At the risk of helping to perpetuate Amazon’s vice-like grip on electronic publishing, I’ve decided to enrol my books in its KDP Select programme. There are various upsides to that, but it does mean that the books must be exclusive to Amazon.
I don’t think I’m going to upset too many people – of the 2,100 copies of Coffin Dodgers I’ve sold so far, about 2,000 of them have been via Amazon – but if you really want to read Coffin Dodgers or Bring Me The Head of Mark Zuckerberg and don’t have a Kindle device or one of the many Kindle apps, then drop me an email and I’ll send you the book(s) in the right format for your device.
I’ll blog more about KDP Select and my ongoing e-publishing adventures soon.
0 responses to “I’m making my books Kindle-only”
Interesting development! Can’t wait to hear more!
Another hundred already? Great stuff.
Yeah, it’s chugging along quite nicely. I really need to crack on with the sequel.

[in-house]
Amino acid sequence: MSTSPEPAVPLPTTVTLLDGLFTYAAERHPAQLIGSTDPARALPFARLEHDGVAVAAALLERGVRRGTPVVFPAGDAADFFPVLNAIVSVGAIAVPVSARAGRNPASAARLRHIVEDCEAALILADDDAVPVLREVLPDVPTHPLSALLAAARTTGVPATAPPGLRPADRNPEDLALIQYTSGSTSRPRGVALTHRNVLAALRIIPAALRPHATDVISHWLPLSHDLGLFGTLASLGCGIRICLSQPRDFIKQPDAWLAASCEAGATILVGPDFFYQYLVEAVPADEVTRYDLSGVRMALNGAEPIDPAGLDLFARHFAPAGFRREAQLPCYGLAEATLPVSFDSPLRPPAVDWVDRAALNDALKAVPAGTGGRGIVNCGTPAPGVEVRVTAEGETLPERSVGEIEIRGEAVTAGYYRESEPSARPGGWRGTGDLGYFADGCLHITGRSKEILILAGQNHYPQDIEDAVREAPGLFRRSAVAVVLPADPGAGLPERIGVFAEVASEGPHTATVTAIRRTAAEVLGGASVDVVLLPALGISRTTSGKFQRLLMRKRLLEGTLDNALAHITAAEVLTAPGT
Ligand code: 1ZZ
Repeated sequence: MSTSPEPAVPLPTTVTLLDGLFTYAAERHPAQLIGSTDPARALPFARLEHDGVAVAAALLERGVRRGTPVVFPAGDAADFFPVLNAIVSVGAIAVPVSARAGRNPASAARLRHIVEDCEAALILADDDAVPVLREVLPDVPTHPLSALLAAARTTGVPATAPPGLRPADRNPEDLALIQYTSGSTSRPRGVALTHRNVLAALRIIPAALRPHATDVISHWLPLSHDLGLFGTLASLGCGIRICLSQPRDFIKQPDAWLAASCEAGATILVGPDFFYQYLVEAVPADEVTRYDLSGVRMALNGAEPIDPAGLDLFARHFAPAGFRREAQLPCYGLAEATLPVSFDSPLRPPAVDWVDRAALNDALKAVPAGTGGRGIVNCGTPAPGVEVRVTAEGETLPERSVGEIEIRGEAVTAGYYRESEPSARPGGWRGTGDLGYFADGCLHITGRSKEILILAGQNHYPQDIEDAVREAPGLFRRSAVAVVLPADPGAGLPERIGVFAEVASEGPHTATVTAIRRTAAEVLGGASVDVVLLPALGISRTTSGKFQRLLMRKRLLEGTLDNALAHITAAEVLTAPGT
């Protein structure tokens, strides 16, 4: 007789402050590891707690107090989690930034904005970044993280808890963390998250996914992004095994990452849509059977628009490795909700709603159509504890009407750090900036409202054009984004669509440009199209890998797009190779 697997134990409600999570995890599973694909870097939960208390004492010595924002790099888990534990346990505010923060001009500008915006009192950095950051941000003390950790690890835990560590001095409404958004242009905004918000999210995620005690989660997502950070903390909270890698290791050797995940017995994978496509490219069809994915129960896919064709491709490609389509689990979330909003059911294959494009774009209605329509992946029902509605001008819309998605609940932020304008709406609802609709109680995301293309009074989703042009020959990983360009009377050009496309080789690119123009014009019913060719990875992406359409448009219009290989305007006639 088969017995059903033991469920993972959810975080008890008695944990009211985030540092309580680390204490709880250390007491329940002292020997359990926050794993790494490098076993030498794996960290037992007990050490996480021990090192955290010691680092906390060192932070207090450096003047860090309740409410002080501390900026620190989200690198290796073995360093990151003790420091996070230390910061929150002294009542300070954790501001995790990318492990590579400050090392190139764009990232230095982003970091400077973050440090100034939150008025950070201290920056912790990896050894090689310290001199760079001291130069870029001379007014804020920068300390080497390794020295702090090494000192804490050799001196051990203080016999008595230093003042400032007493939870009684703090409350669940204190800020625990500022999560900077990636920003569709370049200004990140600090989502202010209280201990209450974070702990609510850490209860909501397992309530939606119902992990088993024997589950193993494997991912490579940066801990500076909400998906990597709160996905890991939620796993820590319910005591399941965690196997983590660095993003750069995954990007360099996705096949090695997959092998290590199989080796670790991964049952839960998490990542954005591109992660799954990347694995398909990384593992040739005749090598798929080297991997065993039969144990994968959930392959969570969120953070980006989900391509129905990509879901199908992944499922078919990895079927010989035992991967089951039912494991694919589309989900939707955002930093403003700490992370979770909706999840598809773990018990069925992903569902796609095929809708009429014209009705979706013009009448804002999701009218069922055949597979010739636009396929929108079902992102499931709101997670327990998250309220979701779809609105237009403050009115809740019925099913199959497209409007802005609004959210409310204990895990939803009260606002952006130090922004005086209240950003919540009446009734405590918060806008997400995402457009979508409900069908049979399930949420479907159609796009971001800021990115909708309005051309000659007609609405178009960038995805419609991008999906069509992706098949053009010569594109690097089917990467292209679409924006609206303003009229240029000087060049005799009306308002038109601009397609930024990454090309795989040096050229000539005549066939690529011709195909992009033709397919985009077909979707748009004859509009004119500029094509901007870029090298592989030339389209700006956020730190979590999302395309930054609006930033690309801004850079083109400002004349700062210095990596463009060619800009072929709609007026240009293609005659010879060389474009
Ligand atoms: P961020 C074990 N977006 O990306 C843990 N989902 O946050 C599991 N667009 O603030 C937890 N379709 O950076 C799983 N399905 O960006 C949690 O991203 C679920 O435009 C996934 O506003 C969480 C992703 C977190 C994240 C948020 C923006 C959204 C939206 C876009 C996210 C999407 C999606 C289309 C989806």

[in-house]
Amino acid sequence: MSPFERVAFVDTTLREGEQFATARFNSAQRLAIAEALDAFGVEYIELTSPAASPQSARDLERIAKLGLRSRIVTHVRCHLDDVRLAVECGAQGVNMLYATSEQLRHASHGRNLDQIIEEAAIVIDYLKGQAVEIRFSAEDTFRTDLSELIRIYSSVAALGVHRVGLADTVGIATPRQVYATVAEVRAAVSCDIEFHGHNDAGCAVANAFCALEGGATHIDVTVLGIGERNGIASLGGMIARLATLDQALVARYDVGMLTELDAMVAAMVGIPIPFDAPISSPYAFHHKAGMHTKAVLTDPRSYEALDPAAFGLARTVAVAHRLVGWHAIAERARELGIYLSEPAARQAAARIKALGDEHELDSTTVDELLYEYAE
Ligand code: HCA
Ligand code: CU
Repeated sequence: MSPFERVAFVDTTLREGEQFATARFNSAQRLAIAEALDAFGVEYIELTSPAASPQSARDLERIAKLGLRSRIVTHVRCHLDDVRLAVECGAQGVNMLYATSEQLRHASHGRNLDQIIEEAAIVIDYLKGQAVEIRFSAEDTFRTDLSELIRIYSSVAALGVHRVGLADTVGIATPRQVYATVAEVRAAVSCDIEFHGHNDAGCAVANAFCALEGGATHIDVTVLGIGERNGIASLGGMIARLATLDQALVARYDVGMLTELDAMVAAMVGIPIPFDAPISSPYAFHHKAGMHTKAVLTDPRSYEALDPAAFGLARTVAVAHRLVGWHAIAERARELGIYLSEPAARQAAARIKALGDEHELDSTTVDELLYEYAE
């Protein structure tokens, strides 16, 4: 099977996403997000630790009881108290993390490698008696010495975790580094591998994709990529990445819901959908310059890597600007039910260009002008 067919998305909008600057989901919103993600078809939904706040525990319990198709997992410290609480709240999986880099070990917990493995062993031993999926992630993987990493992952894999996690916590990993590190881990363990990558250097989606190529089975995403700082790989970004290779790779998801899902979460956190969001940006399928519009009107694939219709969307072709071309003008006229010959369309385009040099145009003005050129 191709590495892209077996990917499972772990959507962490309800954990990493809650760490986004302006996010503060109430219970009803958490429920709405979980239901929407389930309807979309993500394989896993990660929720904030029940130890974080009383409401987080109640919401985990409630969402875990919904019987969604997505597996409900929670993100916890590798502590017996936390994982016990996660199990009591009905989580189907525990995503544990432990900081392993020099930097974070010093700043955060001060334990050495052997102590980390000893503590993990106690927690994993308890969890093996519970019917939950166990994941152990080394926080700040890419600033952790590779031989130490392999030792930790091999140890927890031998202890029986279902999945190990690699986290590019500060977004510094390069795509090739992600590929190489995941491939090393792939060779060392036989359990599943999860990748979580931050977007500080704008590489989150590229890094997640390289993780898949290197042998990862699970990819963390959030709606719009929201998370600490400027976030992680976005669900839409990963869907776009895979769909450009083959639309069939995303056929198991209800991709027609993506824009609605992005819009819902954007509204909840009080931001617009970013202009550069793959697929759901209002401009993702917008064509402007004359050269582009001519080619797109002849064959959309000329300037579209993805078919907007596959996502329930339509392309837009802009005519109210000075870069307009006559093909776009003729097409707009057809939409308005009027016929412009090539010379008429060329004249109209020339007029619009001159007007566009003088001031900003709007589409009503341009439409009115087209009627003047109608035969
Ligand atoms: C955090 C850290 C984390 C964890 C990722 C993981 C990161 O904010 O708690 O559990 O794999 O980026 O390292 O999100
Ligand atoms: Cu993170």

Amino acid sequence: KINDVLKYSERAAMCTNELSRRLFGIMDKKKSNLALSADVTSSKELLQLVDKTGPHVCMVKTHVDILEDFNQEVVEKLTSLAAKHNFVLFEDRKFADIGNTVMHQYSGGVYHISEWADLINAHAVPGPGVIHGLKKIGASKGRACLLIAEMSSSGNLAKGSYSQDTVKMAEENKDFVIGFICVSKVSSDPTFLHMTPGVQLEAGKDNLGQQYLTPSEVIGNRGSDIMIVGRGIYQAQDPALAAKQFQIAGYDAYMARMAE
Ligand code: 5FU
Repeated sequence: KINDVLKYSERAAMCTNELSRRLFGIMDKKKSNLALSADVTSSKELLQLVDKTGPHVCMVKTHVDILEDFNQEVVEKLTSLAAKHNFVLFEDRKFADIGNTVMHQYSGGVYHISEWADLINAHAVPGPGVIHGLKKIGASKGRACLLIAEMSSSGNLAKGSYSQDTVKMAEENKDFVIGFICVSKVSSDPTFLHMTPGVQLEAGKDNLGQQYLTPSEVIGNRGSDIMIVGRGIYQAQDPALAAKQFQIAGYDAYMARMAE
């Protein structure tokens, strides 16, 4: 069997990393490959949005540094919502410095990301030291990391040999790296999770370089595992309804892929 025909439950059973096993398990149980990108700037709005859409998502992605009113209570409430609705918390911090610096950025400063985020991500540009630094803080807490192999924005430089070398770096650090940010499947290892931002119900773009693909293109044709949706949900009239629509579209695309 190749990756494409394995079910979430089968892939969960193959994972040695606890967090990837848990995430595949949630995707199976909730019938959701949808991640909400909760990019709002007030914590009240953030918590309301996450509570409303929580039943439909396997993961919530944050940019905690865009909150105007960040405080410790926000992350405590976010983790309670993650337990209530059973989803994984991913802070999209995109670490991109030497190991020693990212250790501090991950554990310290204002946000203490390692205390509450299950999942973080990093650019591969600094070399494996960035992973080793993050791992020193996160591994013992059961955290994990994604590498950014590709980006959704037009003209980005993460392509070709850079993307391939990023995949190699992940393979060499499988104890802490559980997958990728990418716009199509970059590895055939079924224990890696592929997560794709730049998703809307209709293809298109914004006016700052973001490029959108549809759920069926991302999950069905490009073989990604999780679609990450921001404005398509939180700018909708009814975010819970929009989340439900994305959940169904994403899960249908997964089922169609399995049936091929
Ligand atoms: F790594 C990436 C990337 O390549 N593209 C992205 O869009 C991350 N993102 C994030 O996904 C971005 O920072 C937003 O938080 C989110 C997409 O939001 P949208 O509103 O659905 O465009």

There are a few things, but the main thing is the ability to make your title(s) free for up to five days over a certain period. Smarter heads than mine have suggested that a freebie is worthwhile because it gets you into more “also bought” lists, which are the primary sales generator on Amazon.
There’s definitely a huge difference between being recommended in that way and not – my US sales are still near-zero (5 this month so far compared to 277 in the UK), and my non-Amazon sales *are* zero as far as I can tell.
As I say, there’s more to it than that but that’s the biggie. However, I may change my mind if Apple’s publishing event is about a Kindle Direct Publishing alternative – although my money’s still on it being about textbooks, not self-pubbers.
It may be a coincidence, but within 24 hours of making Coffin Dodgers a Kindle exclusive it shot up the charts again. I’m not saying Amazon is favouring exclusive content in its recommendation algorithms, but…
But surely, first you have to write “How to write a Kindle bestseller”?